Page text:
Filmmakers often choose a certain aspect ratio for artistic reasons, to create a specific mood or feel. This is common with the 2:1 aspect ratio.

What is 2:1 Aspect Ratio  •  Subscribe on YouTube

Letterboxing enables them to convey this artistic vision to viewers, regardless of the type of screen they are using.

Consistency Across Platforms

With the variety of screen sizes and aspect ratios available today, letterboxing provides a consistent viewing experience across different devices. Whether you're watching on a large flat-screen TV or a small smartphone, you'll see the same image.

Avoiding Distortion

Without letterboxing, an image would have to be stretched or squashed to fit a screen with a different aspect ratio, leading to distortion. This can detract from the viewing experience and distort the filmmaker's original vision. Letterboxing avoids this issue.

Preserving Historical Content

Many older movies and television shows were filmed in a different aspect ratio than modern screens. Letterboxing allows these classic works to be viewed without any cropping or distortion, preserving their historical value.

These days, since most TVs are now shaped rectangularly, we have the opposite situation. Older movies shot in 4:3 wouldn't be stretched horizontally to fit your TV — instead they use a similar process to letterboxing call "pillarboxing."

This places the same black bars on the sides of the image instead of top and bottom. The value of this can be seen in classic films such as one of the most romantic movies of all timeCasablanca.

Here's Looking At You, Kid  •  Casablanca

The process of letterboxing might sound simple, but it requires a keen eye for detail and a deep understanding of aspect ratios to ensure the viewing experience remains undisturbed. 

Letterbox Format Advantages

What is the value of letterboxing?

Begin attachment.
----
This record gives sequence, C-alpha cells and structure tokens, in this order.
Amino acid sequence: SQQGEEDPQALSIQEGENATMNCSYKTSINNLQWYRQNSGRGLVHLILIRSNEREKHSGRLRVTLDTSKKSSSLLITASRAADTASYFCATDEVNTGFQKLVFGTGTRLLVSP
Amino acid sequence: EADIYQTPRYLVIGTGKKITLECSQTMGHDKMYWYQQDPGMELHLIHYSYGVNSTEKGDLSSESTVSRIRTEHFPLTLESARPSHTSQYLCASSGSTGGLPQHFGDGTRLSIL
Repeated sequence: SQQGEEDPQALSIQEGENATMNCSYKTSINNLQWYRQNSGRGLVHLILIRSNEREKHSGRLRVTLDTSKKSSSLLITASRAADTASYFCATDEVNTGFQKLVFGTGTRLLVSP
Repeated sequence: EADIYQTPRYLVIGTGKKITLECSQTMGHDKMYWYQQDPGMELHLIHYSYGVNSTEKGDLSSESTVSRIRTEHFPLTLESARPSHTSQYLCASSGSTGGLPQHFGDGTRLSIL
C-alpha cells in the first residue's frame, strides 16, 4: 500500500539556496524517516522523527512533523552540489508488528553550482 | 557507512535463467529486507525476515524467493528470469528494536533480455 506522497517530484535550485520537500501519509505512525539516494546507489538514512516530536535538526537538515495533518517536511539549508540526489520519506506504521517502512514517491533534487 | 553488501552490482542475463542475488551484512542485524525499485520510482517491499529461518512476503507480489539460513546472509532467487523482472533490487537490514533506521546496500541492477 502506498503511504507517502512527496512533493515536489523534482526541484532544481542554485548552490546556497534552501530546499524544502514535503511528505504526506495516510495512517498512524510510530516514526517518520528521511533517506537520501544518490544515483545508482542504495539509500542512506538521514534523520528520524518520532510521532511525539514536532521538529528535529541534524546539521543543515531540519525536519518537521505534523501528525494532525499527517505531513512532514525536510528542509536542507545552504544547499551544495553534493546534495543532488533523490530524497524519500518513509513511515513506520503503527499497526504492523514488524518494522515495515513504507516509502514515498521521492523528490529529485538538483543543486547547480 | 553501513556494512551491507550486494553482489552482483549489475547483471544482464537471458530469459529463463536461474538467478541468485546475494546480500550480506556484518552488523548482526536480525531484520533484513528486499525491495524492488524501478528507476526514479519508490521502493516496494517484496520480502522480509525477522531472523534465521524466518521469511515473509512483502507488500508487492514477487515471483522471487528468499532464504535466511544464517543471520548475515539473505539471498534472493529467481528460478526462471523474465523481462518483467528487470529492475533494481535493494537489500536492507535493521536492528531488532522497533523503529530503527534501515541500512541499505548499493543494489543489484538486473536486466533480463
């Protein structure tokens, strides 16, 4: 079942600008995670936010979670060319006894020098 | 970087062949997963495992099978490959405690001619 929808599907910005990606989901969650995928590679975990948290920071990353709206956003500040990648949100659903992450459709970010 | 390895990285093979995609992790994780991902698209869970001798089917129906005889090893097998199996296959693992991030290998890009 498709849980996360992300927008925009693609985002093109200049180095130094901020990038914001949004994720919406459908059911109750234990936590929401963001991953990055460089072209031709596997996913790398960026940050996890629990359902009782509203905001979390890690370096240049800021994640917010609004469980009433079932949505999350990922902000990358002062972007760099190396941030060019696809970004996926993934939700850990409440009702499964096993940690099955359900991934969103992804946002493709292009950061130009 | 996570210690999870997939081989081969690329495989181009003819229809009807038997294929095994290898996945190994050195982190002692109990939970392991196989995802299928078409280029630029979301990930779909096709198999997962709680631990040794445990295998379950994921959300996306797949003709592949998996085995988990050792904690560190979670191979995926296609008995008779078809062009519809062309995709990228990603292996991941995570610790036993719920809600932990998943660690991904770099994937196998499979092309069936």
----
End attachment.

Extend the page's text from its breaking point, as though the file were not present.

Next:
Letterboxing is added during the post-production process of a film or video. The editor uses professional editing software to add black bars at the top and bottom of the footage. These bars are strategically placed to align with the original aspect ratio of the film or video. 

It's all about preserving the integrity of the original production while adapting it for various screen sizes and viewer preferences. Don’t see the point yet? Here is the value of letterboxing broken down by one of the best directors in cinematic historySteven Spielberg.

Spielberg on Letterboxing

Letterboxing is a crucial technique in visual media. It preserves the original aspect ratio of a film or TV show so that viewers can experience the content as intended. 

Even though the black bars might be distracting to some, the advantages of letterboxing outweigh the drawbacks. It's a vital tool in today's diverse media landscape, ensuring an immersive and authentic viewing experience.

Up Next

The Definitive Guide to Aspect Ratio 

Letterboxing is a valuable tool that filmmakers use to preserve the intended aspect ratio and enhance the viewing experience. In the realm of maintaining the integrity of visual content, let's explore the fascinating world of aspect ratios and dive deeper into its intricacies.

Up Next: Aspect Ratio Guide →